"The Changing Face of NATO: Familiar or Unrecognizable Into the Next Century?"
ARMY WAR COLL CARLISLE BARRACKS PA
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Since defeating its Cold War enemy, NATO now faces new challenges posed by the fall of the Berlin Wall in 1989, the unification of Germany in 1990, the collapse of the Soviet Union in 1991, and their emerging ramifications. The big issue today for NATO is whether an alliance built around a defensive posture can respond adequately to these newly emerging challenges. In response to these challenges, NATO has embarked on a new policy of expansion of the Alliance. By expanding its membership east, NATO seeks to fulfill a much broader strategic objective the creation of a peaceful, undivided, and democratic Europe. The question this paper addresses is whether the policy of expansion is the appropriate vehicle to achieve that strategic objective. In order to answer this question, the paper begins with an historical summary of NATO and provides a description of the fundamental tasks the Alliance was created to perform. The study then explores current U.S. policy to determine whether that policy is clear, consistent, and adequately resourced. Finally, the paper reviews and evaluates some of the current thinking on NATO enlargement and concludes with the assessment that NATO expansion reflects sound strategic policy.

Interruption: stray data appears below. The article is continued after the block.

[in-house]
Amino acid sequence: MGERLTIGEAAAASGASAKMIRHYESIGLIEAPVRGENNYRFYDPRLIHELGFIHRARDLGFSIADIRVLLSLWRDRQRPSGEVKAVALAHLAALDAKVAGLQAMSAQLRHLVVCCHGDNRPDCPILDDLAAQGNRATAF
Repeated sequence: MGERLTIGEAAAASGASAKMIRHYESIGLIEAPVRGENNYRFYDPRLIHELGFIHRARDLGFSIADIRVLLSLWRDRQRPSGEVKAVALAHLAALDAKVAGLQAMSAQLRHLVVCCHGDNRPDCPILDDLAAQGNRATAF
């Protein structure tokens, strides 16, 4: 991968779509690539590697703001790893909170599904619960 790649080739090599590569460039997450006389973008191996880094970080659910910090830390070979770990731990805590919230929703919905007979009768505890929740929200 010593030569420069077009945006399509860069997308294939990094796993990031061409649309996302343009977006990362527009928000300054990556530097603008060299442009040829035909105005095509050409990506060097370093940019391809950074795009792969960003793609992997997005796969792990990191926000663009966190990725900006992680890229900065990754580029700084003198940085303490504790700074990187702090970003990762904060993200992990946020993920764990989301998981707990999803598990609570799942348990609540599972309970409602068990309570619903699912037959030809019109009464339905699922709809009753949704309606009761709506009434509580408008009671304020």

- Government and Political Science